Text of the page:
The occurrence of clinical rabies in a 6 week old calf was rather unusual for in this case the incubation period was only eight days. Unlike the widely held view that Bos indicus breeds do not quickly succumb to rabies. This case was unique in that, though it was a zebu, it came down with clinical rabies within only eight days. This report has further exposed the dangers the pastoralist herds are exposed to. The rabid dog that bit this calf was from unknown sources. It is also not the tradition in Nigeria for people to vaccinate their dogs against Rabies. Thus, the pastoralist dogs are also at risk and this can lead to exposure of cattle, small ruminants and even people in the community to rabies with untold consequences. The calves were supposed to be protected for at least 8 weeks by passive immunity; this case shows there was no maternal immunity protection because it’s not in the practice of pastoralist to vaccinate their livestock against rabies. Rabies is a rapidly fatal disease threatening livestock and human beings country wide; it has become one of the most serious Zoonoses in Nigeria; this report is the second of such cases we reported [8-10]. Earlier on, reported an outbreak of rabies in a cattle herd in Kano State, Nigeria. There might have been similar reports that might not have been reported in Nigeria.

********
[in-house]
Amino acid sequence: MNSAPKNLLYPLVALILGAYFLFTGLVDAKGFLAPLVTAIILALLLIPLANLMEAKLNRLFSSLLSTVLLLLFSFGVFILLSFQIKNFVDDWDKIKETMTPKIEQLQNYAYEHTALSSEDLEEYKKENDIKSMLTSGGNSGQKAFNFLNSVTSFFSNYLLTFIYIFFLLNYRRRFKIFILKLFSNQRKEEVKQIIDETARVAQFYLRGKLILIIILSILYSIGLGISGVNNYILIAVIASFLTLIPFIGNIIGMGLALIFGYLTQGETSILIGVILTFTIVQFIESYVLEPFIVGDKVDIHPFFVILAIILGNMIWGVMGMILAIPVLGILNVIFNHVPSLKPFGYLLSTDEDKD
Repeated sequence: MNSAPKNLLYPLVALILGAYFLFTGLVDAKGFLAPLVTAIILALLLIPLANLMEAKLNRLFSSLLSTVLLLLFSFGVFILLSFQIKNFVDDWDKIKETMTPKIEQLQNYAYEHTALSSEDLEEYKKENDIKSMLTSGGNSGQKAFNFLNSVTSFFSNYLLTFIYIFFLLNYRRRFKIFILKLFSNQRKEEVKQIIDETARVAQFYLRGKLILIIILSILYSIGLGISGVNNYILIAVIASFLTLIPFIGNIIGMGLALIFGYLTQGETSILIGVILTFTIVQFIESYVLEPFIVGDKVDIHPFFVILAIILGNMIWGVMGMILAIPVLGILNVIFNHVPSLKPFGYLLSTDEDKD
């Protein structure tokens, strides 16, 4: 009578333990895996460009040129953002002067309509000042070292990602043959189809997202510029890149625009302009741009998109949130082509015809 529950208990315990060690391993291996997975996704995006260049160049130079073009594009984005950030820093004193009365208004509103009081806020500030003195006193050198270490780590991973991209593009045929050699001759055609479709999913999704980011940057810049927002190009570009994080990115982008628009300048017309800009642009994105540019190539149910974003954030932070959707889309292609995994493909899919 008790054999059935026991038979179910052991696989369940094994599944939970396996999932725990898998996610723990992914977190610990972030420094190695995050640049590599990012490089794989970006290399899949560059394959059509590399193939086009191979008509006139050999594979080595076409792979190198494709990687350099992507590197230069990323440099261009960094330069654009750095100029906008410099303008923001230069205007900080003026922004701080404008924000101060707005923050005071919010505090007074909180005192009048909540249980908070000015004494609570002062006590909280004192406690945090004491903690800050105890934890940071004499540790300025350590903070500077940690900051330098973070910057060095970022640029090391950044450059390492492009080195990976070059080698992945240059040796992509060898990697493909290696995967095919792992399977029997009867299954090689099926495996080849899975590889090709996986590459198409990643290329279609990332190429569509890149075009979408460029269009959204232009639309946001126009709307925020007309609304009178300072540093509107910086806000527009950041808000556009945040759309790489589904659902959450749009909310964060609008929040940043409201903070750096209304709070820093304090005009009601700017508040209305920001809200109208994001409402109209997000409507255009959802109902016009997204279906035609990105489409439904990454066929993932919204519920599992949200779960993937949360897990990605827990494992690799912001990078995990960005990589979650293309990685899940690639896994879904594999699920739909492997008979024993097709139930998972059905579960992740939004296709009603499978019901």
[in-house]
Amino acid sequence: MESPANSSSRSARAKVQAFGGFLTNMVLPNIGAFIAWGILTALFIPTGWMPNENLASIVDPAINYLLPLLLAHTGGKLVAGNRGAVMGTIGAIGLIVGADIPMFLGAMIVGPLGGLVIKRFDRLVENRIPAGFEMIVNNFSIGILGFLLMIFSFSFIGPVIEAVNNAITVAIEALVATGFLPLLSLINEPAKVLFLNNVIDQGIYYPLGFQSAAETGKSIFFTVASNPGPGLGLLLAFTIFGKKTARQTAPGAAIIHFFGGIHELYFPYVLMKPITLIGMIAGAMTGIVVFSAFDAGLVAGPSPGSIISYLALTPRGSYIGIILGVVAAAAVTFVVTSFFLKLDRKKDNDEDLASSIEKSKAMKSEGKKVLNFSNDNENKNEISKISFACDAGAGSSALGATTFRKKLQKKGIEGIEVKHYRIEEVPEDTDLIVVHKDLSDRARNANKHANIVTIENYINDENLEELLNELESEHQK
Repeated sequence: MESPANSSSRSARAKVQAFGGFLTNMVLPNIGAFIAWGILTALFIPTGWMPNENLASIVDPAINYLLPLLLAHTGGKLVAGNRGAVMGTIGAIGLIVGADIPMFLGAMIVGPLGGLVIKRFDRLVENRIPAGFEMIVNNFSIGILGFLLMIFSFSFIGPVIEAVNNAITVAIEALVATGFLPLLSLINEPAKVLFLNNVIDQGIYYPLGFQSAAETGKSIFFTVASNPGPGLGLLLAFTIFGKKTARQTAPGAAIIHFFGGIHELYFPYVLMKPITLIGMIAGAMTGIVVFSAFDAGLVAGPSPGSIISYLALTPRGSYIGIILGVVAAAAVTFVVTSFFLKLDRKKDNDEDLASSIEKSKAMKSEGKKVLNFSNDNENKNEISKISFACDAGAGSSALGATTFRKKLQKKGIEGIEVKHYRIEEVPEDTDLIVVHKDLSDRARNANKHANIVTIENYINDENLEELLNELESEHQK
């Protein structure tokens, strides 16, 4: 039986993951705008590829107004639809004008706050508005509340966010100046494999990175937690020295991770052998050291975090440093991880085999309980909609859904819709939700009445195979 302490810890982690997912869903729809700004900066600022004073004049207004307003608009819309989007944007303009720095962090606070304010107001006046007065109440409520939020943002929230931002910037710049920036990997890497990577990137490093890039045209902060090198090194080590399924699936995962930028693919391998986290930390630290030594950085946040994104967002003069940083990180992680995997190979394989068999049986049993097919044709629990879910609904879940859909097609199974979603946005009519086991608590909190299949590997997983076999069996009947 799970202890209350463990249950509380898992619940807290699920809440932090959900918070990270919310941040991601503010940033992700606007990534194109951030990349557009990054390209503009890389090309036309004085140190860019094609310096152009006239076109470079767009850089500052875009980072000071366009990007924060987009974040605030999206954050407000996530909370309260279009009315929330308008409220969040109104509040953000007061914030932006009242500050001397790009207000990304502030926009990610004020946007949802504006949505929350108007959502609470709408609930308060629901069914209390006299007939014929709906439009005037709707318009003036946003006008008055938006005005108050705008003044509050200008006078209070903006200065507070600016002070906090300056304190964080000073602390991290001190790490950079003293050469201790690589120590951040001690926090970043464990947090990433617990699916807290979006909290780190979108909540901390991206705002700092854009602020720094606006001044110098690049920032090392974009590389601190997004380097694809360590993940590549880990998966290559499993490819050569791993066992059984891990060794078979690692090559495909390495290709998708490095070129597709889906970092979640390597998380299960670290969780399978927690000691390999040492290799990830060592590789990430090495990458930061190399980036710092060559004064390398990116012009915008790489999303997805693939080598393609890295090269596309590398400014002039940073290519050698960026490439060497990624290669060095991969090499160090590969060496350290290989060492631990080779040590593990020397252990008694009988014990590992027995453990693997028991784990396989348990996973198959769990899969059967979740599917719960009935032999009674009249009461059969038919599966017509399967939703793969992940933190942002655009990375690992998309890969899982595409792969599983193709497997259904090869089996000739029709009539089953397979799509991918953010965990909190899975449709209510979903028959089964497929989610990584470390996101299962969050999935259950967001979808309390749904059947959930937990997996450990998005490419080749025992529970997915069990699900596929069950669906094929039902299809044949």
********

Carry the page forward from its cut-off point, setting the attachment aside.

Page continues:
In Nigeria, control and prevention of rabies lies with the dog owners. There has been law/regulation to force vaccination of dogs against the disease but unfortunately the laws are not being enforced. The presence of the disease in livestock as reported is significant and should be appreciated by the veterinary authorities through public education and purposeful animal vaccination campaigns in dogs and cats against the disease.


Therefore the current vaccination campaigns that ordinarily target dogs should also be extended to include other livestock particularly cattle; there is the need for serious awareness campaigns to enlighten the public on the serious nature of the disease in both human and livestock. Particularly in all the communities in Zaria and its environs. There should also be education of pastoralists to vaccinate their guard dogs and report all suspected cases promptly.